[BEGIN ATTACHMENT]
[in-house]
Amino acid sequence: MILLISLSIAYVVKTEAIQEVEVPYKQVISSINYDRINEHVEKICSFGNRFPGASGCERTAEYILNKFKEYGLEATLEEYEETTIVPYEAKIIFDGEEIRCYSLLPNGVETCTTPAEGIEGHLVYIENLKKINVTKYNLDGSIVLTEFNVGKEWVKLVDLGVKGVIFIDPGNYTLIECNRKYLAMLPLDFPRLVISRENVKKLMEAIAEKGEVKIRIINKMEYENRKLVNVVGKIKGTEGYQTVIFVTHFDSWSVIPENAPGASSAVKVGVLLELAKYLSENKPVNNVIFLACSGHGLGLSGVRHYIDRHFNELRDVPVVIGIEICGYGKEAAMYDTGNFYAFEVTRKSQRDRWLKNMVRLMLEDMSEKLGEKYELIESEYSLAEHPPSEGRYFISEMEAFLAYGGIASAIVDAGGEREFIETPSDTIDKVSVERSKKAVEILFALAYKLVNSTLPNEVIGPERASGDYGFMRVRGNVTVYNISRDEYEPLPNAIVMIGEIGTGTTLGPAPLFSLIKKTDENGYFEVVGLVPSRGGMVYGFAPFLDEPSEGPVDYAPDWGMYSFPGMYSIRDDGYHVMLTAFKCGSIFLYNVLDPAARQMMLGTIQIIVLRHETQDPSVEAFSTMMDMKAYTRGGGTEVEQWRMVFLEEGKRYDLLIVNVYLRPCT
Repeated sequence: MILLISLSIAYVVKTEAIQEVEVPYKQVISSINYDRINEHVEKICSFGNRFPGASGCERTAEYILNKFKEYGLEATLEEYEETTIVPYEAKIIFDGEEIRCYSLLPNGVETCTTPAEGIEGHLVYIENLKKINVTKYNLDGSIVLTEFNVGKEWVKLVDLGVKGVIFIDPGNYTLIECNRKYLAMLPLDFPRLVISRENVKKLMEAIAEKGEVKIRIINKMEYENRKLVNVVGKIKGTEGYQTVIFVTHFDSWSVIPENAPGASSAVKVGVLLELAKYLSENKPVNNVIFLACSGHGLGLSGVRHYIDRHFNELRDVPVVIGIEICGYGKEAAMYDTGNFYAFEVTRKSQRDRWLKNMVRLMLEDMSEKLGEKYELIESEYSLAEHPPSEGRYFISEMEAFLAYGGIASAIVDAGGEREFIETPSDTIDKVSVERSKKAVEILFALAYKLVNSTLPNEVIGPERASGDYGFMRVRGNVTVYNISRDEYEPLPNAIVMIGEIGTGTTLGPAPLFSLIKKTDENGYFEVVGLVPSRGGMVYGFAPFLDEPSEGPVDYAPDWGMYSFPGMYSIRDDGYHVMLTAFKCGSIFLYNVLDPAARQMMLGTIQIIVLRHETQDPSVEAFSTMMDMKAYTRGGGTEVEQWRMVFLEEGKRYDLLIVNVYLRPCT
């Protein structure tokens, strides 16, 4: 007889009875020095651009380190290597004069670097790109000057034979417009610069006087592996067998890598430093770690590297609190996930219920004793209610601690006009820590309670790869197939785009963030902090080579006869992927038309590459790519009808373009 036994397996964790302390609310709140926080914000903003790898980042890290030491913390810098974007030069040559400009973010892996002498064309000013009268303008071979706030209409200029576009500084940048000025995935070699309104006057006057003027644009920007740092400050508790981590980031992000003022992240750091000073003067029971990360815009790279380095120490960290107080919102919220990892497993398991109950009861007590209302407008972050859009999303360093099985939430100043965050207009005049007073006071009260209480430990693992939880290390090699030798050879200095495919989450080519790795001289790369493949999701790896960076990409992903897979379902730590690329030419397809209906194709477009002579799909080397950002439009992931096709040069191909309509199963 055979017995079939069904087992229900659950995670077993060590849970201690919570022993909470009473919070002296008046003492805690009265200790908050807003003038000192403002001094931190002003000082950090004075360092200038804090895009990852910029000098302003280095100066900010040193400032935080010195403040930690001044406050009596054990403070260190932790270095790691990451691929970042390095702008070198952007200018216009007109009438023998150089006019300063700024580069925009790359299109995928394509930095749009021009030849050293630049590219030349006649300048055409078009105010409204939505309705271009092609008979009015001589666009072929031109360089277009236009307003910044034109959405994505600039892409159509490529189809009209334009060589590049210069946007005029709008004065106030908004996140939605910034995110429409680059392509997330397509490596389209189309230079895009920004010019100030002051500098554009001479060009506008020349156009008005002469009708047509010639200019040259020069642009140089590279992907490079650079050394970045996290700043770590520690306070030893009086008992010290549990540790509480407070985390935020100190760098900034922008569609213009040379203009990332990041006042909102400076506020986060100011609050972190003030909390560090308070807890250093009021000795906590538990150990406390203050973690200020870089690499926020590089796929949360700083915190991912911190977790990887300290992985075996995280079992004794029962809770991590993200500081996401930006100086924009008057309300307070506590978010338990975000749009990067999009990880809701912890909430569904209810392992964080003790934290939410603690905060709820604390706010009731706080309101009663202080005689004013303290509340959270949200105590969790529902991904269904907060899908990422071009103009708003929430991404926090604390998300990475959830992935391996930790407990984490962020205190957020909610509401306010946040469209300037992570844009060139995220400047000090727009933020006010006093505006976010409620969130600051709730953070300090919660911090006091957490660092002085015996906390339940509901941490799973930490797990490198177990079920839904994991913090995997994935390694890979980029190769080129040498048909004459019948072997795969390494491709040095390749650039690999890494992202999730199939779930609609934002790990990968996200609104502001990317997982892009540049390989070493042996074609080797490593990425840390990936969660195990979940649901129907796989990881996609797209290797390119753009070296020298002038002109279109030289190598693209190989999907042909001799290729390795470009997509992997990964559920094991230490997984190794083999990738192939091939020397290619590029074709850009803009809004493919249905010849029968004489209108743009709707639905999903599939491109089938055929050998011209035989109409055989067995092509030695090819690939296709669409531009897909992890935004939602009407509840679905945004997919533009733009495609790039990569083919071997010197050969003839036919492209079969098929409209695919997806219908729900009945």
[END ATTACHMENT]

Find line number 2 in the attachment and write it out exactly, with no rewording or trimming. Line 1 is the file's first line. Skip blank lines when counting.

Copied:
Amino acid sequence: MILLISLSIAYVVKTEAIQEVEVPYKQVISSINYDRINEHVEKICSFGNRFPGASGCERTAEYILNKFKEYGLEATLEEYEETTIVPYEAKIIFDGEEIRCYSLLPNGVETCTTPAEGIEGHLVYIENLKKINVTKYNLDGSIVLTEFNVGKEWVKLVDLGVKGVIFIDPGNYTLIECNRKYLAMLPLDFPRLVISRENVKKLMEAIAEKGEVKIRIINKMEYENRKLVNVVGKIKGTEGYQTVIFVTHFDSWSVIPENAPGASSAVKVGVLLELAKYLSENKPVNNVIFLACSGHGLGLSGVRHYIDRHFNELRDVPVVIGIEICGYGKEAAMYDTGNFYAFEVTRKSQRDRWLKNMVRLMLEDMSEKLGEKYELIESEYSLAEHPPSEGRYFISEMEAFLAYGGIASAIVDAGGEREFIETPSDTIDKVSVERSKKAVEILFALAYKLVNSTLPNEVIGPERASGDYGFMRVRGNVTVYNISRDEYEPLPNAIVMIGEIGTGTTLGPAPLFSLIKKTDENGYFEVVGLVPSRGGMVYGFAPFLDEPSEGPVDYAPDWGMYSFPGMYSIRDDGYHVMLTAFKCGSIFLYNVLDPAARQMMLGTIQIIVLRHETQDPSVEAFSTMMDMKAYTRGGGTEVEQWRMVFLEEGKRYDLLIVNVYLRPCT